Your Teeth While You Sleep

Sleep is very important for everyone, from helping you think clearly, rebuilding vital tissues and cells, and even a good oral health. During the day, there are a lot more opportunities to improve your oral hygiene than night, as during the daytime you can maintain a good oral health by brushing, flossing, and choosing healthy foods. But when you hit your bed, there is plenty that can occur in your mouth overnight and you are not aware of it at all.

Saliva is one of your body’s natural defenses against bacteria. Saliva is what flushes the mouth out during the day, keeping bacteria from stagnating and causing problems. Saliva can kill bacteria and help to break up the protective film, plaque, which bacteria produce to keep saliva away. Saliva is really the warrior on the frontlines protecting your teeth.

Unfortunately for your teeth, as you sleep your saliva production decreases down, giving an ample opportunity for bacteria to proliferate. This is amplified further, if you don’t brush your teeth before bed and allow the bacteria from your food to sit unbothered on your pearly whites.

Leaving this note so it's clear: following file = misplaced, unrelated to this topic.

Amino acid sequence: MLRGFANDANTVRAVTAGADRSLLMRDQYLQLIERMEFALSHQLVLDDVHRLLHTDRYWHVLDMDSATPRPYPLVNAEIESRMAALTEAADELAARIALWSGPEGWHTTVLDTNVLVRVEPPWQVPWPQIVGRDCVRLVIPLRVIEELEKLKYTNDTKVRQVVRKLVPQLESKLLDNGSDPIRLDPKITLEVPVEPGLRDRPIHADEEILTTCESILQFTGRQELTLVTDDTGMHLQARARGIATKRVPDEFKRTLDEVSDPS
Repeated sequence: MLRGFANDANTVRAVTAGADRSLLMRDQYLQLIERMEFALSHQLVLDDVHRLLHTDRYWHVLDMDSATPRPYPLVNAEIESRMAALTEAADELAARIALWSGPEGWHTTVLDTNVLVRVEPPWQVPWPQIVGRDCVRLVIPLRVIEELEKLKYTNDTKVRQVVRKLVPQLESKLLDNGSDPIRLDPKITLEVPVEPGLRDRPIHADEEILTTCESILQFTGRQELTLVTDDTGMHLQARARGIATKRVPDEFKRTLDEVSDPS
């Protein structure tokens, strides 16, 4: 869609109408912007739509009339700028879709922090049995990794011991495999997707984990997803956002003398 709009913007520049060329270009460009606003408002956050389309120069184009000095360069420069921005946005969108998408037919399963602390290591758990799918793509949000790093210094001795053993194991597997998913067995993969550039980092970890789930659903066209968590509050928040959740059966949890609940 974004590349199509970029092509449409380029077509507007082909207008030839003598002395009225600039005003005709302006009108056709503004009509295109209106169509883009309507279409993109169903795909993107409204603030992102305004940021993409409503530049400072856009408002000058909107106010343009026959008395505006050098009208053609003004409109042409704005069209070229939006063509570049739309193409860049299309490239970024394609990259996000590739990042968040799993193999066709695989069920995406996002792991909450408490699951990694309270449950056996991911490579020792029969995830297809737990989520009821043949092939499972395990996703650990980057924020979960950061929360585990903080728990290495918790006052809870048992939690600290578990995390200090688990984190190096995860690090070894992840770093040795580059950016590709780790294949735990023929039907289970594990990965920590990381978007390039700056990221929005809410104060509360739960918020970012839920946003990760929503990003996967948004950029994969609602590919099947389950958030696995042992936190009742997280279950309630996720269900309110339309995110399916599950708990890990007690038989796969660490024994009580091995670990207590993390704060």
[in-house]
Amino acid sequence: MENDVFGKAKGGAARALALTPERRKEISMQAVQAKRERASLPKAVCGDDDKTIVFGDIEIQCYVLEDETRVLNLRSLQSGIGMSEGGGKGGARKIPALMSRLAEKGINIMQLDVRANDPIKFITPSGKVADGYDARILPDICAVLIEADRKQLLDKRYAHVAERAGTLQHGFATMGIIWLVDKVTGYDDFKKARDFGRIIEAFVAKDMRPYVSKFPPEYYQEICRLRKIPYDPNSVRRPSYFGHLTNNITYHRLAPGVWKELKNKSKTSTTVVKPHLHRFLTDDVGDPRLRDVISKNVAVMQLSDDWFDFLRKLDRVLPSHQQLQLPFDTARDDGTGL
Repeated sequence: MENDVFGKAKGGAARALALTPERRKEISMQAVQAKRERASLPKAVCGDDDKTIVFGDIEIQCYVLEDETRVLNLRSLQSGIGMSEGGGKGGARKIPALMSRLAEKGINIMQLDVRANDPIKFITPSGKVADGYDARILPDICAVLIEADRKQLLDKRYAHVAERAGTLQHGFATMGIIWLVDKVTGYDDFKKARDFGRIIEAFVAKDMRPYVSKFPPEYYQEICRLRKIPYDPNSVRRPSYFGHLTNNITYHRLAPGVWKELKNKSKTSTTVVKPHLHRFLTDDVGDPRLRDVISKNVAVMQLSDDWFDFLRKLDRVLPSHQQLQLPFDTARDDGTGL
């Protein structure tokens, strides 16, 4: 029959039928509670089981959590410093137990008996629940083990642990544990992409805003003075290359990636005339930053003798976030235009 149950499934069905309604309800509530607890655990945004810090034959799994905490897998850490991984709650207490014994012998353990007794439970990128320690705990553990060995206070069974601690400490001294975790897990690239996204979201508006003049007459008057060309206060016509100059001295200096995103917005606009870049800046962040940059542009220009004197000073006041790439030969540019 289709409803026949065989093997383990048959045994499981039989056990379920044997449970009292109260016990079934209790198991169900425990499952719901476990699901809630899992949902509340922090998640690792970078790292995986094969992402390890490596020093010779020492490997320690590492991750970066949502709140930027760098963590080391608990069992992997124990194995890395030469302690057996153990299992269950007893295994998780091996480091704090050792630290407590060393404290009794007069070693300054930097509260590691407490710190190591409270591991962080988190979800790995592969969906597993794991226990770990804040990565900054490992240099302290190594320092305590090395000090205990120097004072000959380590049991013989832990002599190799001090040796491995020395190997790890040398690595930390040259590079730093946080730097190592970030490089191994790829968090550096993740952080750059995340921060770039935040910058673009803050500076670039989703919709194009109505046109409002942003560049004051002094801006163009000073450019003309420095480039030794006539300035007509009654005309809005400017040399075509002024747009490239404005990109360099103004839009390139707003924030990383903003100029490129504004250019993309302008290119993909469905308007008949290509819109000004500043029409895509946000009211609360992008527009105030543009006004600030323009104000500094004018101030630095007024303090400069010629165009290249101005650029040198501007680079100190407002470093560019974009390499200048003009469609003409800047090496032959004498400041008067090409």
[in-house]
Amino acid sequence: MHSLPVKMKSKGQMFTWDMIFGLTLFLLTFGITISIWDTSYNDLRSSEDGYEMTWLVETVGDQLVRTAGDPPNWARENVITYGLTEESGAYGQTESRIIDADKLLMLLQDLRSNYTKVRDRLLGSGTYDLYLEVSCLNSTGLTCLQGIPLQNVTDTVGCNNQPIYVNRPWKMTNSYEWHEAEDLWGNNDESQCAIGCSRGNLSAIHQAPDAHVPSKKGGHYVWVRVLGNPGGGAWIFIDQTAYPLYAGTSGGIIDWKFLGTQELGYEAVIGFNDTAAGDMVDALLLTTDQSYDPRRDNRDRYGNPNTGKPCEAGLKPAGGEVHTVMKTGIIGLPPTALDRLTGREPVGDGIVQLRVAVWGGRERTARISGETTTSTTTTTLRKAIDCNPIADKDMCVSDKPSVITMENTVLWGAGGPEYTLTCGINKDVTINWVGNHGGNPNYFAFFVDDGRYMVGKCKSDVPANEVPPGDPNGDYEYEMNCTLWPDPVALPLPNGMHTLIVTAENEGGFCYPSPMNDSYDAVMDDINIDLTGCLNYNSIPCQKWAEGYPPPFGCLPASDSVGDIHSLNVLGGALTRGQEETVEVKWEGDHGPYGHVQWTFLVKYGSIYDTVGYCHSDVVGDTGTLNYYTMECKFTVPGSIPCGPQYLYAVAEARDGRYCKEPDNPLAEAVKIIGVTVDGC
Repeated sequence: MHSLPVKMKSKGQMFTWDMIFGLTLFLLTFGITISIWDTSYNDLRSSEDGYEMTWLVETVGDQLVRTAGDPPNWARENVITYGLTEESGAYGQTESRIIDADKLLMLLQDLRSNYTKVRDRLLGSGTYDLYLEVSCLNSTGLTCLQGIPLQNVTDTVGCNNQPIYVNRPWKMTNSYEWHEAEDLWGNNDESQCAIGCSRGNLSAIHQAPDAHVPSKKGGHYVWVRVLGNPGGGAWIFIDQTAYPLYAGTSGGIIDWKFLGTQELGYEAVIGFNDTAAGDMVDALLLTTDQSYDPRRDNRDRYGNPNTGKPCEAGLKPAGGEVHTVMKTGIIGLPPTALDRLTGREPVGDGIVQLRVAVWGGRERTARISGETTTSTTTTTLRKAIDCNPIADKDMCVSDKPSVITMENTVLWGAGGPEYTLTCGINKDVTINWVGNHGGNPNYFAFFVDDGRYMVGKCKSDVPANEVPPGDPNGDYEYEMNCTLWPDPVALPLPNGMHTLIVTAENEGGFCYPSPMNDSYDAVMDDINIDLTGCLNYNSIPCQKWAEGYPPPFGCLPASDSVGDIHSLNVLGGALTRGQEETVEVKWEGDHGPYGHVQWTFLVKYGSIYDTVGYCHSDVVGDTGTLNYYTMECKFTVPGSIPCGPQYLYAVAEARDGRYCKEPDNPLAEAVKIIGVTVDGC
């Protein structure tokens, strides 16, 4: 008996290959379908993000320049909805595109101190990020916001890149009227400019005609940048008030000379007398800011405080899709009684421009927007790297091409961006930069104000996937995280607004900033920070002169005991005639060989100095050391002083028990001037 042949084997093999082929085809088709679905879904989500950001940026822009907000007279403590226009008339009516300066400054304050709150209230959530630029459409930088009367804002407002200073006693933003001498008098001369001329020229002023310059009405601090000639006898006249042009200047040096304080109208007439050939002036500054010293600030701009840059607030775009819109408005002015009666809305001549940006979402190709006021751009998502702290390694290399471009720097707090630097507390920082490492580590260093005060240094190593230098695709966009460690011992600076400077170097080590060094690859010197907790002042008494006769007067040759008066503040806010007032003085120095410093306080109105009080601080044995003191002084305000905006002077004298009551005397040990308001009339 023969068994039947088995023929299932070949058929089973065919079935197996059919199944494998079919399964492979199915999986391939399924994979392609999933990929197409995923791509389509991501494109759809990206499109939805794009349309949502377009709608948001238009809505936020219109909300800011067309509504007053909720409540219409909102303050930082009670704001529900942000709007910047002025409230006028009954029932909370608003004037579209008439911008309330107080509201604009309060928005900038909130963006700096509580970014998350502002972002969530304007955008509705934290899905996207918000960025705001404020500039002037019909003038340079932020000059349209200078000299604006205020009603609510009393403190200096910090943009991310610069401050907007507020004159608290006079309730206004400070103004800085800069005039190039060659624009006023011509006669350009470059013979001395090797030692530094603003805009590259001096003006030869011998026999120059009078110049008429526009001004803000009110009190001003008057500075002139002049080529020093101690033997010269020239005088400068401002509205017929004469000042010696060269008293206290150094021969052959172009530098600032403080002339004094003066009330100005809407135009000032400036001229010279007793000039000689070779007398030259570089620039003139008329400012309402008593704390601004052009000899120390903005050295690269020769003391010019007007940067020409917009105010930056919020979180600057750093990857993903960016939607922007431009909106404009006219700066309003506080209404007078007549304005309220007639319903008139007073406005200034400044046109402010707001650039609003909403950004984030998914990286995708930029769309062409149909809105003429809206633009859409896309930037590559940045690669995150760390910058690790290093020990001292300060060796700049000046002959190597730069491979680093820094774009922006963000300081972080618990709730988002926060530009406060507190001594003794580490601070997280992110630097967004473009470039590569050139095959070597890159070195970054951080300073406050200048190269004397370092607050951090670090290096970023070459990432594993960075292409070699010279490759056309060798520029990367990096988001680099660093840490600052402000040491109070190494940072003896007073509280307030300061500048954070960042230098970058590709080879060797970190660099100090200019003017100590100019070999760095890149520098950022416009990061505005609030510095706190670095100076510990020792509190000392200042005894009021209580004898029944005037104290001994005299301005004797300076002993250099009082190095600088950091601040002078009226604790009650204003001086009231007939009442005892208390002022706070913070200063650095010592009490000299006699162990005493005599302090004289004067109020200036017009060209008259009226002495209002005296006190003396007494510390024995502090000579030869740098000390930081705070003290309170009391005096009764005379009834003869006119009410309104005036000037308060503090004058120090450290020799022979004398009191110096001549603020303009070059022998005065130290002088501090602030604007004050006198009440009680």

A significant contributor to your morning breath is bacteria. Bacteria go crazy in your mouth at night. Since you’re not eating at night, they feed on proteins present in your body’s mucous membranes. The breakdown of these proteins within the bacteria creates a chemical reaction that produces sulfur gases inside your mouth causing the bad breath which you experience in the morning. Failing to brush your teeth at the end of the day gives the bad bacteria in your mouth many hours to feast on the debris and release acids that cause tooth decay and gum disease.

Sleeping with your mouth open can also cause damage to your teeth. It results in waking up with a dry mouth, because less saliva is produced. Mouth breathing occurs when nasal passages are obstructed due to nasal congestion. It mostly happens during allergy season or when you get a cold.

For relieving chronic nighttime nasal congestion, make nasal strips part of your nightly routine. These nasal strips instantly lift your nasal passages and open your nose to help you breathe better so you can sleep better.

To avoid potential consequences of what goes on in your mouth at night, it’s important that you take proper care of your mouth at night. Brush and floss your teeth at night before bed. Use an antiseptic rinse, if recommended.